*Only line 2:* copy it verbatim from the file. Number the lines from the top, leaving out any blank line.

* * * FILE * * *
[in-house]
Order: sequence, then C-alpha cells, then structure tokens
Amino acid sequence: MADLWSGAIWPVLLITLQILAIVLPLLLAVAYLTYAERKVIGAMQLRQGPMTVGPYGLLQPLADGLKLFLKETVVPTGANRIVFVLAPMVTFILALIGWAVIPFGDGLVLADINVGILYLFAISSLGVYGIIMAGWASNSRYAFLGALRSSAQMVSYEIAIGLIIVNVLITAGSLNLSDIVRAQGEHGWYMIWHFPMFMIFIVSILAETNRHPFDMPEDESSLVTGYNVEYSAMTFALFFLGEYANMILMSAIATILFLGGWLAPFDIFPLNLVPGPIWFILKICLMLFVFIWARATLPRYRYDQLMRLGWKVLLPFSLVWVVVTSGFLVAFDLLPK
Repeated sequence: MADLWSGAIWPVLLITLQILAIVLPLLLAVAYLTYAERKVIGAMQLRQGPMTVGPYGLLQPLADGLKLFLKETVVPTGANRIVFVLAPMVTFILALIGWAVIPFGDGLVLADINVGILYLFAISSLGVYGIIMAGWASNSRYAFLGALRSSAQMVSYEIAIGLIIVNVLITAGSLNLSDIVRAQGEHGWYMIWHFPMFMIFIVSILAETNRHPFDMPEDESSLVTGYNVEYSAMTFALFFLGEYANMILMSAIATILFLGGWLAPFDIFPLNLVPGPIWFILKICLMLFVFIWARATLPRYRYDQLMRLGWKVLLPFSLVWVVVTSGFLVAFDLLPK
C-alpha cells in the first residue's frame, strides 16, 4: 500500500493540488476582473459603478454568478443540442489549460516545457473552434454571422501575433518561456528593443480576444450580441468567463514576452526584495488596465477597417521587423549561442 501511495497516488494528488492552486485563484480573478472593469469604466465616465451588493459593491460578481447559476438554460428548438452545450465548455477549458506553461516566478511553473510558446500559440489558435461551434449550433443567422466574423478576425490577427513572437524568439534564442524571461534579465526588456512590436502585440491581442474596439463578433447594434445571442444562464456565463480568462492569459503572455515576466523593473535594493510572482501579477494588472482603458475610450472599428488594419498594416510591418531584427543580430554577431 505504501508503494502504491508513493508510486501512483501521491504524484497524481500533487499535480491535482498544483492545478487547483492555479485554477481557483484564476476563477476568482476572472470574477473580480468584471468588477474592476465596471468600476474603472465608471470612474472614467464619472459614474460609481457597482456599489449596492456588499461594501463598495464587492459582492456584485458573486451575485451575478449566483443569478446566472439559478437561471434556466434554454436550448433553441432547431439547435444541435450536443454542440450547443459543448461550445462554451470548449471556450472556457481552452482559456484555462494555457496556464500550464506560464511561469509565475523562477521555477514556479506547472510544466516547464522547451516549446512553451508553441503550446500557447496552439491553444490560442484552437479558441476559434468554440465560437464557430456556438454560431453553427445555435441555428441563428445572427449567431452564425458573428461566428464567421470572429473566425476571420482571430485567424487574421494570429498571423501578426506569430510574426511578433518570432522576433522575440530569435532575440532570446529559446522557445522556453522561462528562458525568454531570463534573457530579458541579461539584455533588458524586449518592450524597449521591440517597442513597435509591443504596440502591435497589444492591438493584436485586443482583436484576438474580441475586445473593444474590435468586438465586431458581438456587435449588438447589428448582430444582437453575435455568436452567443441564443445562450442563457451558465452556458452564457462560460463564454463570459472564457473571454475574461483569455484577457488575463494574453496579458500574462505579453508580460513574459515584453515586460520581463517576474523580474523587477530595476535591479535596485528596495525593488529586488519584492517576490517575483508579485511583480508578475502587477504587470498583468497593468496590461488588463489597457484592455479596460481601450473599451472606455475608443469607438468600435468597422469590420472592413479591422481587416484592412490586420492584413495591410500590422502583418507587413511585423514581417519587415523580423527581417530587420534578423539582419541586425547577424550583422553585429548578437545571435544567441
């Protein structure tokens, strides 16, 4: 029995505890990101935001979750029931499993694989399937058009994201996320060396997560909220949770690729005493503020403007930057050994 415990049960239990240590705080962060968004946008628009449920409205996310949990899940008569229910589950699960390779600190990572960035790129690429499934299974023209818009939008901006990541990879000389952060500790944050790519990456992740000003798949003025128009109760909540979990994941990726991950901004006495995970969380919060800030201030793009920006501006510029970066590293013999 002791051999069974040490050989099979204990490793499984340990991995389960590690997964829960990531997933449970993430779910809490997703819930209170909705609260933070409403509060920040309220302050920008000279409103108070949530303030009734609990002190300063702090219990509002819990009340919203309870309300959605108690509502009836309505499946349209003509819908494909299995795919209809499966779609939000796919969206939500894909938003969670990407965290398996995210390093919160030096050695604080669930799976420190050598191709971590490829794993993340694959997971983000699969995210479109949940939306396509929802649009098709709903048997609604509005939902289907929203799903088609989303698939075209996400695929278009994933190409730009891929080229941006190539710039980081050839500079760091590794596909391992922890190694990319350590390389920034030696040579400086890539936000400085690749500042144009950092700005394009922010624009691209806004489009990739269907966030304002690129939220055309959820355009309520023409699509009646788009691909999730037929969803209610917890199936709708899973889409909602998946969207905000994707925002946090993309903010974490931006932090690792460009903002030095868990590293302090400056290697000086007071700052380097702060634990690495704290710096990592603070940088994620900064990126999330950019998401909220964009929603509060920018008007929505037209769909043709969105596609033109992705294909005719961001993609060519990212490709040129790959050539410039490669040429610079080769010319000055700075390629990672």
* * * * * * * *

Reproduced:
Order: sequence, then C-alpha cells, then structure tokens